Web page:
Prime Minister Saad Hariri’s visit to Damascus on December 19-20 closed a four-year long chapter of confrontation between the March 14 movement and Syria and indicated the triumph of the status quo of compromised sovereignty and dysfunctional politics.
Division had paralyzed the country since early 2007 and led to clashes and the occupation of Beirut in May of 2008. The Doha agreement had allowed the election of a president and the holding of parliamentary elections. Even though the March 14 coalition won those elections, the leader of that coalition, Saad Hariri, was not able to form a government in which that majority could be exercised. In addition, he was ‘encouraged’ by Saudi Arabia to reconcile with Damascus even before the results of the investigation into his father’s assassination had concluded.
Hariri’s visit confirms Syria’s return to influence in Lebanon, although without the troops it had before, and within the context of two states with diplomatic relations. It recreates a situation similar to the situation throughout most of the 1990s when the Sunni, Shii, and Druze leadership all had good relations with Damascus. Today, the Christians also have good relations with Syria through their strongest leader and one-time Syrian nemesis, Michel Aoun.
Coming in the wake of Hezbollah’s new manifesto that states that the Resistance plans to keep its arms indefinitely and within the reality that Syria continues to ferry arms to friendly groups in Lebanon across the two countries’ border, the visit indicates that Lebanon’s brief bid for full sovereignty is currently over. Hariri and Saudi Arabia apparently concluded that they cannot confront Hezbollah, Iran and Syria all at once, and have opted to work with Syria rather than against it, in hopes of gaining some backing in ‘managing’ Hezbollah and containing Iran.
Otherwise, 2009 was a year of relative stability and calm for Lebanon in comparison with the turbulent conditions between 2005 and 2008. Changes in US policy as well as shifts in Damascus and Riyadh calmed Lebanon’s external environment and encouraged Lebanese parties to move away from confrontation and toward accommodation.
Most attention was focused during the first part of the year on the parliamentary elections of June 2009. These were the first elections since 1972 on the basis of an election law that all parties agreed to, and without external control. In a hotly contested election in which the influence of confessionalism and money was strong, the March 14 coalition secured 71 seats to March 8’s 57.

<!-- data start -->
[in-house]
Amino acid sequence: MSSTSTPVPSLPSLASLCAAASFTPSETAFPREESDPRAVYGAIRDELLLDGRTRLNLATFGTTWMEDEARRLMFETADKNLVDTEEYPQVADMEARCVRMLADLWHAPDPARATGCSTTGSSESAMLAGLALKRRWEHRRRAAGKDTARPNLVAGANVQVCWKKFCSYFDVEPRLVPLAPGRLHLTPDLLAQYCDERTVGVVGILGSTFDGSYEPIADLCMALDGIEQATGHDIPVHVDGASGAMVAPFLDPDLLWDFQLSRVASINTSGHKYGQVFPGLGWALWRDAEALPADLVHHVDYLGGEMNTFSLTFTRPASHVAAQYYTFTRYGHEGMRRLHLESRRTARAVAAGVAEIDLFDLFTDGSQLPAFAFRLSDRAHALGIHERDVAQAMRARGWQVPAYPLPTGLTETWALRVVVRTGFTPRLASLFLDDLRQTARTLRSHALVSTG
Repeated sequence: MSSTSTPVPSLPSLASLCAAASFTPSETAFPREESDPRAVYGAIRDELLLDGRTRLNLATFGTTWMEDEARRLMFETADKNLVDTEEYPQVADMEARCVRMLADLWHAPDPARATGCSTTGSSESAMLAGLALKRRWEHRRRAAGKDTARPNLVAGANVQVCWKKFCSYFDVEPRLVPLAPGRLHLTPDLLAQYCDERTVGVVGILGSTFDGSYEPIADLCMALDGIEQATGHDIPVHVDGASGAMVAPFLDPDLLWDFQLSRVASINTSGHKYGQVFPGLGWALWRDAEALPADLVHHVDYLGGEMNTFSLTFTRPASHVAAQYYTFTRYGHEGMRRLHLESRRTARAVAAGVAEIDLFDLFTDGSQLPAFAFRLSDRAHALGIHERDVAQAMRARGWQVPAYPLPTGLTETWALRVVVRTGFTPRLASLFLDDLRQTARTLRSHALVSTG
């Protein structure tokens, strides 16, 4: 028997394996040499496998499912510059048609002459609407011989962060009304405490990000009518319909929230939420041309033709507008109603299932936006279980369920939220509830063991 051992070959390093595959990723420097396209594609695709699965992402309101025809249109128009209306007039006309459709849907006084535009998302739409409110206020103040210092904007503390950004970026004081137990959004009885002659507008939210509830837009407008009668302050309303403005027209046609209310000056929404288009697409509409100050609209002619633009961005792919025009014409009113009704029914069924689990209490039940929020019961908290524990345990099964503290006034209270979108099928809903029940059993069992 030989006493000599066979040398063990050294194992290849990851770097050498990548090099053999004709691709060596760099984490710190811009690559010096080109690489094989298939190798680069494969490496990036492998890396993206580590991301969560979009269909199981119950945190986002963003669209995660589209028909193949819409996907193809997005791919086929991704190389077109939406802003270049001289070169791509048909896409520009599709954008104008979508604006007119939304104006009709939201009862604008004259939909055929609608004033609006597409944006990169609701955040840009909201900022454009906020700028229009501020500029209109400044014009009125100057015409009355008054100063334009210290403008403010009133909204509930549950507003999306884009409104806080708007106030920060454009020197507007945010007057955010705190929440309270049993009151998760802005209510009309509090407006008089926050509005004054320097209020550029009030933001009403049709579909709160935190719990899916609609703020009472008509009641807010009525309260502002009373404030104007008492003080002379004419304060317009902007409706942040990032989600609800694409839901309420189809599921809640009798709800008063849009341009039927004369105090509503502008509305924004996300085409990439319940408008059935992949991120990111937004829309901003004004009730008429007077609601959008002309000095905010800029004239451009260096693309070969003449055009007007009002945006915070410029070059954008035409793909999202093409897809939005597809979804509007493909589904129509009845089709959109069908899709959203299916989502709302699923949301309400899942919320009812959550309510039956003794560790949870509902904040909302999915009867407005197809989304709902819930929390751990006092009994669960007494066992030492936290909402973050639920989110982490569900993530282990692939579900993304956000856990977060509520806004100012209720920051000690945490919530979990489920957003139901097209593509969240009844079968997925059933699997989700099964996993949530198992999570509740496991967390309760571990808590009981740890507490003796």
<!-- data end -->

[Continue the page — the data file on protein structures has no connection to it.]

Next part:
The government formation took five months to complete. Hariri wanted a government in which his movement had a clear majority and in which the March 8 opposition did not have a blocking veto. The opposition rejected that, arguing that they had won a popular majority and that Lebanon had to be governed by consensus of its main communities. The March 14 coalition was further shaken by the defection of one of its main pillars, Walid Junblatt, in August.
The delay also reflected a growing dysfunction of the post-Taif Lebanese system. One of the largest communities in Lebanon, namely the Shiite community, is not satisfied with its share of executive power. Whether this will require a renegotiation of the Taif agreement in coming years is not clear. The issue is postponed for now because any new deal will mean a trade-off on Hezbollah’s arms. The government was finally formed on a compromise formula of 15-10-5.
The March 14 coalition had been born in 2005 as a movement calling for the withdrawal of Syrian forces, the regaining of national sovereignty, and the establishment of an international investigation and tribunal to identify and try the killers of Hariri. But by 2009 conditions had changed. The Syrians had already left; the investigation was up and running; and national sovereignty was stuck on the dual contradiction of repeated Israeli violations of Lebanese space and of Hezbollah maintaining its arms outside of the control of the Lebanese state. Both Chirac and Bush that had backed the movement had been replaced with presidents that moved away from confrontation and sought better relations with Syria and negotiation with Iran. With the latest visit, the nature and future of the March 14 movement are in question.
On the economic front, Lebanon did remarkably well in a year which saw a global financial and economic crisis and serious economic setbacks in a number of Arab countries, most notably Dubai. Lebanon’s conservative banking system was insulated from global shocks and actually attracted new deposits; while its real estate sector appeared more stable than the bubbles in other gulf countries and attracted new investors as well.
Looking ahead, the new government has a number of challenges. It needs to hold local elections, implement administrative decentralization, and negotiate a new parliamentary election law. It also needs to negotiate shifting regional and international currents to avoid being caught in any new regional confrontations, particularly between Israel and Iran. Economically it needs to manage its large debt in a difficult global credit market and to make good on its Paris III commitments with regard to reforming the energy, communication and other sectors.
Lebanon might benefit from the calm that domestic and regional politics have arrived at; however, in the absence of sovereignty, its fate remains vulnerable to sudden shocks: a shift in regional alignments, a confrontation between Israel and Iran—which would involve Hezbollah—, or a troubling result of the Hariri tribunal.